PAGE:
Public APIs: Extending access to the UK Data Service
  • Presenter: John Shepherdson, UK Data Archive, University of Essex
  • Abstract: The UK Data Service is providing access to its data and metadata holdings by making public some of its web service APIs. These REST APIs facilitate a self-service approach for our data producers and researchers alike, whilst also enabling 3rd party developers to write applications that consume our APIs and present novel and exciting ways of accessing and viewing some of the data collections that we hold.  We have put new infrastructure in place to enable the provision of these APIs and have already run an App Challenge (for external developers to build mobile applications against our APIs) and added a data collection usage "leader board" as initial tests of the functionality, capacity, account management, developer documentation and performance aspects of our public APIs.  The main infrastructure elements are an API management service, HTTP caching and routing and various API endpoints. The other major consideration was a set of design principles for the APIs so that developers have a consistent and predictable experience.  This presentation will elaborate on the key components of the infrastructure and the API design guidelines.

Building a Public Opinion Knowledge Base at the Roper Center
  • Presenters: Elise Dunham and Marmar Moussa, Roper Center for Public Opinion Research
  • Abstract: A central and ongoing priority of the Roper Center for Public Opinion Research is the development and enhancement of state-of-the-art online retrieval systems that promote the discovery and reuse of public opinion data. It has become clear that foundational changes to the way the Center produces and manages its descriptive metadata throughout the data lifecycle would provide new and more efficient avenues for web application and tool development. In a collaborative effort to solidify the connection between cataloging and retrieval system development goals, the Center is developing a knowledge base system for managing and facilitating access to our vast collection of public opinion datasets. This presentation will provide an overview of the networked system of thesauri and controlled vocabularies that the Center is implementing to create the knowledge base as well as describe the automated classification process the team has developed using machine-learning techniques to repurpose existing metadata and enhance process integration throughout the metadata production workflow.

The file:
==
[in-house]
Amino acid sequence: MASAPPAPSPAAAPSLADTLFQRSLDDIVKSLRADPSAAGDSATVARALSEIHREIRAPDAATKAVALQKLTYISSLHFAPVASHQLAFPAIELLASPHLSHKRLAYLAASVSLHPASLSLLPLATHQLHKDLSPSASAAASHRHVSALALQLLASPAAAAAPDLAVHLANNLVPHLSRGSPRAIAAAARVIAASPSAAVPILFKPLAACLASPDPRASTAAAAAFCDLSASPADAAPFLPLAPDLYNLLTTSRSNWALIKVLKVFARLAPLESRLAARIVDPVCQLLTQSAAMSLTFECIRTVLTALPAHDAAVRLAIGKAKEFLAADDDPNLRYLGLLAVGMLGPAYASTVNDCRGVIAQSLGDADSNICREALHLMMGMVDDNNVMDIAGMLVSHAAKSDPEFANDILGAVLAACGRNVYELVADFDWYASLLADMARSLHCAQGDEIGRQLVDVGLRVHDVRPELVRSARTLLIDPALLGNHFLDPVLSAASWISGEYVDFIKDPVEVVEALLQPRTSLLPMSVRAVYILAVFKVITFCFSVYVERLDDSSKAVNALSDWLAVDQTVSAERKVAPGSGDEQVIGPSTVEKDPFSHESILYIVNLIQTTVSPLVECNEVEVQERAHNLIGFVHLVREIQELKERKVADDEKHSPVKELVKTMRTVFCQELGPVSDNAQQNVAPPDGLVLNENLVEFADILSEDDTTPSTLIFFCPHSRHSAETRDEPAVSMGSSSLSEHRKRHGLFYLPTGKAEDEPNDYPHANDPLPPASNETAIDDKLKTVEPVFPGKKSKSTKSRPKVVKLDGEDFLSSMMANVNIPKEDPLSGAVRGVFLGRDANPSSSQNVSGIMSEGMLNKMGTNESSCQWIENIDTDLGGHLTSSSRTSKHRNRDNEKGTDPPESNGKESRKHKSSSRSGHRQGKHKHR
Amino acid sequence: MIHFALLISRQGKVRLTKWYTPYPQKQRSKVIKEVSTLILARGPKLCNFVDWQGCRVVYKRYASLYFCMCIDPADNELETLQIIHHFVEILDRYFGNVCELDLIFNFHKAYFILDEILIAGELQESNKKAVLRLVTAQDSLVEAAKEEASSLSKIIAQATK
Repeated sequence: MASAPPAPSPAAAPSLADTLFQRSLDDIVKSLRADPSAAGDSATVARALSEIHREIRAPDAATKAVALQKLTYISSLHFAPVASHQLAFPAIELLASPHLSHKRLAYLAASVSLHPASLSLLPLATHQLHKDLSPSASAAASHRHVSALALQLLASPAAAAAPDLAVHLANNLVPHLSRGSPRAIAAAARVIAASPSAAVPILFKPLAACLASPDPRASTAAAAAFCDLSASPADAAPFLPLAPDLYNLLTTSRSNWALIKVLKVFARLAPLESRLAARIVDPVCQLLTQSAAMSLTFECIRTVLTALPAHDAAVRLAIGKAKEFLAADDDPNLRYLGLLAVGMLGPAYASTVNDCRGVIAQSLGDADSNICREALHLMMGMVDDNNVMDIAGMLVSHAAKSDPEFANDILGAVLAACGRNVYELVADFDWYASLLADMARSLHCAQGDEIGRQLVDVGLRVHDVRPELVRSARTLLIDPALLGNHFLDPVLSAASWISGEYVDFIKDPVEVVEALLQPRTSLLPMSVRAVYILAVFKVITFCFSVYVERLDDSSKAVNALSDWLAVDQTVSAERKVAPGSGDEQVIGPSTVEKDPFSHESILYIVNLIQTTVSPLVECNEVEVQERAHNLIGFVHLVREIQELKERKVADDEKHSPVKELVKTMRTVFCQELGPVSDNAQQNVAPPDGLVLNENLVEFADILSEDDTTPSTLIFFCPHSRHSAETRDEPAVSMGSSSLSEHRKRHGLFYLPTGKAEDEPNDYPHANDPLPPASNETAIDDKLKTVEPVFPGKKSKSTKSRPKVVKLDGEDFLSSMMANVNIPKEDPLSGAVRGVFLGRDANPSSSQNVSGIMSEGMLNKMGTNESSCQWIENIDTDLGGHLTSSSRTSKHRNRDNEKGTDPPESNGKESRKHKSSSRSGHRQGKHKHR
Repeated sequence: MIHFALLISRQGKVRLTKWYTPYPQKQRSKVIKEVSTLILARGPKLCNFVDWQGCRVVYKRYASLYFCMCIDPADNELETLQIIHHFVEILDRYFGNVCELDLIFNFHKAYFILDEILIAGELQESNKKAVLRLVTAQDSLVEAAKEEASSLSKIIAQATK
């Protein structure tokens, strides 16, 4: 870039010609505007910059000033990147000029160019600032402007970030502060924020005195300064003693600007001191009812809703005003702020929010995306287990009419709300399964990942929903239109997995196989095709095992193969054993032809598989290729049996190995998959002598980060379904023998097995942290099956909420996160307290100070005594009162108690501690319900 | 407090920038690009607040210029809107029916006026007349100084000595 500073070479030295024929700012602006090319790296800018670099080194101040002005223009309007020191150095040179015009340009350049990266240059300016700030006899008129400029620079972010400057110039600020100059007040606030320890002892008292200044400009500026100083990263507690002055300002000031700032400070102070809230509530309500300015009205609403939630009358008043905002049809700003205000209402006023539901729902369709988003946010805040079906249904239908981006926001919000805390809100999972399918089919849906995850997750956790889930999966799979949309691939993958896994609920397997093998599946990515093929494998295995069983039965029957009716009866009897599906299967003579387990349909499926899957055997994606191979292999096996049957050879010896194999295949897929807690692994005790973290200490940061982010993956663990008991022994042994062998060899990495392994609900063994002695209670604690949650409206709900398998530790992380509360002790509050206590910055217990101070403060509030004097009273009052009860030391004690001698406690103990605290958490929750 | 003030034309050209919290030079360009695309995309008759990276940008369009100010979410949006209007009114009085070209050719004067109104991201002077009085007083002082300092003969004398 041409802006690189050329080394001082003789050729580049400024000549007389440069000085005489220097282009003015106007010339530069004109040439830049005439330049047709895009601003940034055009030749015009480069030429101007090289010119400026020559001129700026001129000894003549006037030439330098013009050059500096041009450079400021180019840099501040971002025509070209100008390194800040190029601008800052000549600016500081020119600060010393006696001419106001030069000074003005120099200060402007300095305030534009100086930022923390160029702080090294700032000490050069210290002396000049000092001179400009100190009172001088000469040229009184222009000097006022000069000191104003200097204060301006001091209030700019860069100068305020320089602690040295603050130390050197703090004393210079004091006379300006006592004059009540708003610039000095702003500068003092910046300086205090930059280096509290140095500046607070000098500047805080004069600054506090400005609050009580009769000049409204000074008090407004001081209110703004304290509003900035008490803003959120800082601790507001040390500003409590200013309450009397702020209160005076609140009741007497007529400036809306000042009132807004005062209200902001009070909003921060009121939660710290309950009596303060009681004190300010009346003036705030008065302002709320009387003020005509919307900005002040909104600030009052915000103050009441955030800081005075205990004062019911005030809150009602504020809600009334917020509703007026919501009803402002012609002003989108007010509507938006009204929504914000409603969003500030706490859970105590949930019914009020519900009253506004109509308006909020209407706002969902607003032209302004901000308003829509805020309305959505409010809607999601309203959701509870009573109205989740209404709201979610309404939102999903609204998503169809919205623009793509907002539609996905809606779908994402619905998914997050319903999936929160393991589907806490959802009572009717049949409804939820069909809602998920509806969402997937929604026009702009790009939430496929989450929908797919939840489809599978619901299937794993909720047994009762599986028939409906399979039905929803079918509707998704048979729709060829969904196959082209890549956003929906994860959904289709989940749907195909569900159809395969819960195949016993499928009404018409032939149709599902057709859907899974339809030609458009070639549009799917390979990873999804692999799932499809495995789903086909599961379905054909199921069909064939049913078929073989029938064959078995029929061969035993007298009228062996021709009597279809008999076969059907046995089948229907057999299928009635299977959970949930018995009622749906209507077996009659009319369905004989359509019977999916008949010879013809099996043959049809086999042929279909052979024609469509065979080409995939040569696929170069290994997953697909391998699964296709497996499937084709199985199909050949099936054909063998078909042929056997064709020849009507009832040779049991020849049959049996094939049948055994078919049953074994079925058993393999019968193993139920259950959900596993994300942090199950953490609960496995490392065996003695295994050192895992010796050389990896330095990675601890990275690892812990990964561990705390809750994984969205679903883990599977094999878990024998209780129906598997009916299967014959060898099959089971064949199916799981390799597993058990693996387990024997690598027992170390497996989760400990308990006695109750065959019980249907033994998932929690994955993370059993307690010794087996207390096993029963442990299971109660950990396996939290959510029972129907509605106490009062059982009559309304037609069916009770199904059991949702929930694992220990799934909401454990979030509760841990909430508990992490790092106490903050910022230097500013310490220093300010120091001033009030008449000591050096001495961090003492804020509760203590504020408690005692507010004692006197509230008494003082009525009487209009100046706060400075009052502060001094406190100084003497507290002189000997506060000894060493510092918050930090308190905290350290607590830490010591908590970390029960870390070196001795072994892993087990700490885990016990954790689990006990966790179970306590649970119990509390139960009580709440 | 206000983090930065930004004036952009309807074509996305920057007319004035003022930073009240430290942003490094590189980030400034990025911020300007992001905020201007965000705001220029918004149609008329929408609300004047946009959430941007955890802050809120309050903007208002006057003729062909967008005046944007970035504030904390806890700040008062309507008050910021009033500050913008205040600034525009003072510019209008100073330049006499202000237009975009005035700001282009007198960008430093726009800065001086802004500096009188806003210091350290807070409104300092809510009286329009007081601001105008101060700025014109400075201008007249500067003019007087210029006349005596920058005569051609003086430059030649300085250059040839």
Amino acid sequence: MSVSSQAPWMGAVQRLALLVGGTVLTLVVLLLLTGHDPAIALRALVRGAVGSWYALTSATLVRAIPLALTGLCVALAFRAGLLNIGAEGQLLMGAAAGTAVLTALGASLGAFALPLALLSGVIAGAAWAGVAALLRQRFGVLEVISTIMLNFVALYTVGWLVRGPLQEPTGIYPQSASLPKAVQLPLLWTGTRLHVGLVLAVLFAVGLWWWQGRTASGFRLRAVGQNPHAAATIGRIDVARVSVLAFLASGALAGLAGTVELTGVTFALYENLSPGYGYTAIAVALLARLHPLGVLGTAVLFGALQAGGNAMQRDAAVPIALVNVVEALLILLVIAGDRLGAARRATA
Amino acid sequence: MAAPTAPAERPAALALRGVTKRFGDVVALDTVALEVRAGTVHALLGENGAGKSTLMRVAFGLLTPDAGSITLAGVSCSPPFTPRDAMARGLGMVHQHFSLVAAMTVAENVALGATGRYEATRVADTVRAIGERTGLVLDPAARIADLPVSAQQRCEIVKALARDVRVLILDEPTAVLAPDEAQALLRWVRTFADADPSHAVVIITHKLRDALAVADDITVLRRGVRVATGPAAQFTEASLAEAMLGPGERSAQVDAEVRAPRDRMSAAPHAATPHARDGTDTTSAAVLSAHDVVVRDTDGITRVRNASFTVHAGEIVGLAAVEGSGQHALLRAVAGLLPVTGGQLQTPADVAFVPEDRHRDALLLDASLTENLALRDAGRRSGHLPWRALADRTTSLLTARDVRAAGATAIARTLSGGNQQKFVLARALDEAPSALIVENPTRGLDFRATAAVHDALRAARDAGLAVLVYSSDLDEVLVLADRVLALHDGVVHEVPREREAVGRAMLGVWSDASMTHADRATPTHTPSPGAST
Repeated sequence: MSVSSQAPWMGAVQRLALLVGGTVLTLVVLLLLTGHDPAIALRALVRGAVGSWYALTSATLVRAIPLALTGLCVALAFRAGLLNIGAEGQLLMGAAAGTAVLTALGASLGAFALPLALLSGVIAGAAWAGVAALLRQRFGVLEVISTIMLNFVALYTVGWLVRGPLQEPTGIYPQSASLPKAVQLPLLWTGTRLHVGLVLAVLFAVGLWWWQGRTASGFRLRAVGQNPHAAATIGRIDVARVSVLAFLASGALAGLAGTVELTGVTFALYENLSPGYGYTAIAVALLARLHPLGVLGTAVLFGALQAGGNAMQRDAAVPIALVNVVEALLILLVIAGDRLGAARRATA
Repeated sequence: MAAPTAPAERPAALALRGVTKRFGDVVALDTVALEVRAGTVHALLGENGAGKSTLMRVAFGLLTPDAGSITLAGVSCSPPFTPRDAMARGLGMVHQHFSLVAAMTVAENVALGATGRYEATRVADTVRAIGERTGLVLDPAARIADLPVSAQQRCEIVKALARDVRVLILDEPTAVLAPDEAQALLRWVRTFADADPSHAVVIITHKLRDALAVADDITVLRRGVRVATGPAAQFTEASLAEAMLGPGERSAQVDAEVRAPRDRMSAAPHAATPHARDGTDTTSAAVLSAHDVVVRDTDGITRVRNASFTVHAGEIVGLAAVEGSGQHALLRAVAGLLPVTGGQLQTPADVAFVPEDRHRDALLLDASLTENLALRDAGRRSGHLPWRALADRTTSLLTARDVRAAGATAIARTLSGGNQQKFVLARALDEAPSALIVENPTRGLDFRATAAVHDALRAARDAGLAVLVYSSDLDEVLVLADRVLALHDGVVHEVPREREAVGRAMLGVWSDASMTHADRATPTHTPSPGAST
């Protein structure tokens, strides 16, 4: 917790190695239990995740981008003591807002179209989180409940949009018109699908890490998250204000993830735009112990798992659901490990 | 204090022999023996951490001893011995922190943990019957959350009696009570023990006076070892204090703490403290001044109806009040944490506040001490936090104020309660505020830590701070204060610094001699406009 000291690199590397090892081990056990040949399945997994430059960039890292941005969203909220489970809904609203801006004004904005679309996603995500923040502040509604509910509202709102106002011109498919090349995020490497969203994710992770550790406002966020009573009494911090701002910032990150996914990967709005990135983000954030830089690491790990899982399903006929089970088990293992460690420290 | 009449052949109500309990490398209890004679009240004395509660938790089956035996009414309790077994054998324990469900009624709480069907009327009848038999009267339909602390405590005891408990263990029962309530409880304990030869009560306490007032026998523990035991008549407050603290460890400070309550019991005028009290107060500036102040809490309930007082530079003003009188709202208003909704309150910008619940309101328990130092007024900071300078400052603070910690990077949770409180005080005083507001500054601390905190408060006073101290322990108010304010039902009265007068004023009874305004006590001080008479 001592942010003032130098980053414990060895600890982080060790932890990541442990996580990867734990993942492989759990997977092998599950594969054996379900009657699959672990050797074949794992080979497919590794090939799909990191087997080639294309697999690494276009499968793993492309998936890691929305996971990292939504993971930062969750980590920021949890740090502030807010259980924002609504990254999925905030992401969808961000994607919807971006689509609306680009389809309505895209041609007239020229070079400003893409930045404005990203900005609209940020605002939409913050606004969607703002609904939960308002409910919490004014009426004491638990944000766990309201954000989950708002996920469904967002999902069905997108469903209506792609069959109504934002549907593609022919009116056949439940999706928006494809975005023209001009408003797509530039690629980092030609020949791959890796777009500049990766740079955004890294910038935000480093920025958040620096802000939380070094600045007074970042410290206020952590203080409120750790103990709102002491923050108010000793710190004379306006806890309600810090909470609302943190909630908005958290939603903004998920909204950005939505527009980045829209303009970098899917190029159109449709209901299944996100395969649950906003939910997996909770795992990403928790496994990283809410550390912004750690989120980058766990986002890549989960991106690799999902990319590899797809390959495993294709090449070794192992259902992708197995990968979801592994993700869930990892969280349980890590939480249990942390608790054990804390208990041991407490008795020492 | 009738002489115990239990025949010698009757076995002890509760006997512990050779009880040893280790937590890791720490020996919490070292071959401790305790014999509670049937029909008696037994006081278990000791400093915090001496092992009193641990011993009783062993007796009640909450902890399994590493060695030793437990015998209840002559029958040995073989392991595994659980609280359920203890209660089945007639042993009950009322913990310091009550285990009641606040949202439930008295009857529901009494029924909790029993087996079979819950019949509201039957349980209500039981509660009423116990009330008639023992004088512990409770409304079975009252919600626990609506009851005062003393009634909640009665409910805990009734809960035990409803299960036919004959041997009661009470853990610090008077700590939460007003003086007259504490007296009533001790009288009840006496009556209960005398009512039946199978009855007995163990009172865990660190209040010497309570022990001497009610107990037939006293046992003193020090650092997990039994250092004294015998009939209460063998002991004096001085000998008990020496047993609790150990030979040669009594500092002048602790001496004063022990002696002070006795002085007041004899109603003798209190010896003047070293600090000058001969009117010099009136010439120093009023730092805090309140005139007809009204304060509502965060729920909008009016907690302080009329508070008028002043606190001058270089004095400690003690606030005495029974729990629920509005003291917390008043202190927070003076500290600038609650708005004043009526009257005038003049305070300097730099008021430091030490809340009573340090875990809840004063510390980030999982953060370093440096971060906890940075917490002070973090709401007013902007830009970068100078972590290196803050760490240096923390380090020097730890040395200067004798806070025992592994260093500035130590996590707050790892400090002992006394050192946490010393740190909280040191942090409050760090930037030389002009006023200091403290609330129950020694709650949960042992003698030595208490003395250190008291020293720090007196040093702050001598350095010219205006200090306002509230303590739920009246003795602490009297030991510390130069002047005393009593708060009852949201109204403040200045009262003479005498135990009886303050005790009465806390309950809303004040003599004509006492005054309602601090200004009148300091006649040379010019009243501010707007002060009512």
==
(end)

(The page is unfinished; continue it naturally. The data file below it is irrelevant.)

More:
Colectica Portal vNext: Addressing New Data Discovery Challenges
  • Presenter: Dan Smith, Colectica
  • Abstract: A data portal designed to present managed research data has many tasks including making the data discoverability, documenting the research data management process, data access policies, standardized metadata, data linkages, longitudinal data support, programmatic access to the data and metadata, and integrating the data with existing systems. Colectica Portal has always solely focused on providing standardized metadata and metadata discovery, while many other tasks were left to other systems. This sole focus on metadata created challenges integrating rich DDI-Lifecycle information stored in the Portal with other applications that do not support the standard.  This presentation will describe how the Colectica vNext project addresses these challenges in two distinct ways. One aspect of the vNext project is to present an integrated view of metadata and data. While the Colectica Portal historically presented DDI metadata in a metadata centric fashion, the vNext project creates focus areas centered around surveys, research datasets, and study documentation. This allows users a familiar and user friendly view laid on top of the more advanced metadata descriptions. The second aspect is a focus on data discovery. The Portal vNext project supports a new programmatic API for both metadata and data search, allowing easier integration with existing systems.